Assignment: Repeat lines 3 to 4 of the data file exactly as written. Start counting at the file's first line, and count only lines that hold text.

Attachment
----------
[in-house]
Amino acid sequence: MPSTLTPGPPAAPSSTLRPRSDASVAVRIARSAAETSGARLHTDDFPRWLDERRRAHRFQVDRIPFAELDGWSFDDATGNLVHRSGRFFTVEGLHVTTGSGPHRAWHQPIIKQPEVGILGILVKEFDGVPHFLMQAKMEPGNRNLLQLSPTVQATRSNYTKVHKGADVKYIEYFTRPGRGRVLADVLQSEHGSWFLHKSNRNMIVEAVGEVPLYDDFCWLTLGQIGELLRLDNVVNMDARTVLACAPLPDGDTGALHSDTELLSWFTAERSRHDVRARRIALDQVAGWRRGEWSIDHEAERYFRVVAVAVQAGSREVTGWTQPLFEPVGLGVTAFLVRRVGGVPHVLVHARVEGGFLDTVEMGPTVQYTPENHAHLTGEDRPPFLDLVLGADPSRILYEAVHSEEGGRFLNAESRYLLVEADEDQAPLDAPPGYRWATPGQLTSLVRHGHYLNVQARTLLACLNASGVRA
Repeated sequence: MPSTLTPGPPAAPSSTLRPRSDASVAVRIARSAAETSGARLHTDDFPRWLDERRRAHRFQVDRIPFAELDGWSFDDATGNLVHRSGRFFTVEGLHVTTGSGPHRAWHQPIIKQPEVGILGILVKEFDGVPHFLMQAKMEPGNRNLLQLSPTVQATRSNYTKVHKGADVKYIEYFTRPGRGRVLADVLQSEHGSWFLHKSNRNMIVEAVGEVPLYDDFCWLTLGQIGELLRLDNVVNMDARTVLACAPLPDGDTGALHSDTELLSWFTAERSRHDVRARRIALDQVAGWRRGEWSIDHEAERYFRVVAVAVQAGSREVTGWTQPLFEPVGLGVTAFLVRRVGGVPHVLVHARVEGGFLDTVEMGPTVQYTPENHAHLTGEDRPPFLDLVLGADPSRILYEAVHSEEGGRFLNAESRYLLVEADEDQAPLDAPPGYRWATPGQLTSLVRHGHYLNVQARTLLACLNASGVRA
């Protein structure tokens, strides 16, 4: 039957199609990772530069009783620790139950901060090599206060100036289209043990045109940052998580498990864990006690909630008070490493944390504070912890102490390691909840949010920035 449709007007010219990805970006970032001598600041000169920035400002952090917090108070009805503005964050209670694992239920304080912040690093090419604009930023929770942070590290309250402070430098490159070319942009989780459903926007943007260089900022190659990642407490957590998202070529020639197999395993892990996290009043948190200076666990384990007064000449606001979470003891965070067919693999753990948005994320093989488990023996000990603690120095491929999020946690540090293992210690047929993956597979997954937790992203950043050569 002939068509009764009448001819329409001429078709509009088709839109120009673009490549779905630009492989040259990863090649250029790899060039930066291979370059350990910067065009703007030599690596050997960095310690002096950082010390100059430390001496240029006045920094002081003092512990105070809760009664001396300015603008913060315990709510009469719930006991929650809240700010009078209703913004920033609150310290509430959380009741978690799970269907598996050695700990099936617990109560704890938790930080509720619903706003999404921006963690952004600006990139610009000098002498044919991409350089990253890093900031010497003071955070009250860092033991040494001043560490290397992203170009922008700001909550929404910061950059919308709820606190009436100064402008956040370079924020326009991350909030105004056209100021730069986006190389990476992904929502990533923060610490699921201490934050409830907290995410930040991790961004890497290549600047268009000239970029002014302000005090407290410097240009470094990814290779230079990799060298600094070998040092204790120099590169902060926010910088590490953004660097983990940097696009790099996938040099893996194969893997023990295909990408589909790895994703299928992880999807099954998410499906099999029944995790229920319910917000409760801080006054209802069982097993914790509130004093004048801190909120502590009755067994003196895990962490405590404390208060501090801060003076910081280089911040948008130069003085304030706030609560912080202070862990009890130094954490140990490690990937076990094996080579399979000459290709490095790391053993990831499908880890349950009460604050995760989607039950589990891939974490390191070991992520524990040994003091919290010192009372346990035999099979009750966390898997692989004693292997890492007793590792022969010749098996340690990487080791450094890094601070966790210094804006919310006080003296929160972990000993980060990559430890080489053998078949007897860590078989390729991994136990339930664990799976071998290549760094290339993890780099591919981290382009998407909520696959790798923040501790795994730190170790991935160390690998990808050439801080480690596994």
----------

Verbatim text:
Repeated sequence: MPSTLTPGPPAAPSSTLRPRSDASVAVRIARSAAETSGARLHTDDFPRWLDERRRAHRFQVDRIPFAELDGWSFDDATGNLVHRSGRFFTVEGLHVTTGSGPHRAWHQPIIKQPEVGILGILVKEFDGVPHFLMQAKMEPGNRNLLQLSPTVQATRSNYTKVHKGADVKYIEYFTRPGRGRVLADVLQSEHGSWFLHKSNRNMIVEAVGEVPLYDDFCWLTLGQIGELLRLDNVVNMDARTVLACAPLPDGDTGALHSDTELLSWFTAERSRHDVRARRIALDQVAGWRRGEWSIDHEAERYFRVVAVAVQAGSREVTGWTQPLFEPVGLGVTAFLVRRVGGVPHVLVHARVEGGFLDTVEMGPTVQYTPENHAHLTGEDRPPFLDLVLGADPSRILYEAVHSEEGGRFLNAESRYLLVEADEDQAPLDAPPGYRWATPGQLTSLVRHGHYLNVQARTLLACLNASGVRA
């Protein structure tokens, strides 16, 4: 039957199609990772530069009783620790139950901060090599206060100036289209043990045109940052998580498990864990006690909630008070490493944390504070912890102490390691909840949010920035 449709007007010219990805970006970032001598600041000169920035400002952090917090108070009805503005964050209670694992239920304080912040690093090419604009930023929770942070590290309250402070430098490159070319942009989780459903926007943007260089900022190659990642407490957590998202070529020639197999395993892990996290009043948190200076666990384990007064000449606001979470003891965070067919693999753990948005994320093989488990023996000990603690120095491929999020946690540090293992210690047929993956597979997954937790992203950043050569 002939068509009764009448001819329409001429078709509009088709839109120009673009490549779905630009492989040259990863090649250029790899060039930066291979370059350990910067065009703007030599690596050997960095310690002096950082010390100059430390001496240029006045920094002081003092512990105070809760009664001396300015603008913060315990709510009469719930006991929650809240700010009078209703913004920033609150310290509430959380009741978690799970269907598996050695700990099936617990109560704890938790930080509720619903706003999404921006963690952004600006990139610009000098002498044919991409350089990253890093900031010497003071955070009250860092033991040494001043560490290397992203170009922008700001909550929404910061950059919308709820606190009436100064402008956040370079924020326009991350909030105004056209100021730069986006190389990476992904929502990533923060610490699921201490934050409830907290995410930040991790961004890497290549600047268009000239970029002014302000005090407290410097240009470094990814290779230079990799060298600094070998040092204790120099590169902060926010910088590490953004660097983990940097696009790099996938040099893996194969893997023990295909990408589909790895994703299928992880999807099954998410499906099999029944995790229920319910917000409760801080006054209802069982097993914790509130004093004048801190909120502590009755067994003196895990962490405590404390208060501090801060003076910081280089911040948008130069003085304030706030609560912080202070862990009890130094954490140990490690990937076990094996080579399979000459290709490095790391053993990831499908880890349950009460604050995760989607039950589990891939974490390191070991992520524990040994003091919290010192009372346990035999099979009750966390898997692989004693292997890492007793590792022969010749098996340690990487080791450094890094601070966790210094804006919310006080003296929160972990000993980060990559430890080489053998078949007897860590078989390729991994136990339930664990799976071998290549760094290339993890780099591919981290382009998407909520696959790798923040501790795994730190170790991935160390690998990808050439801080480690596994």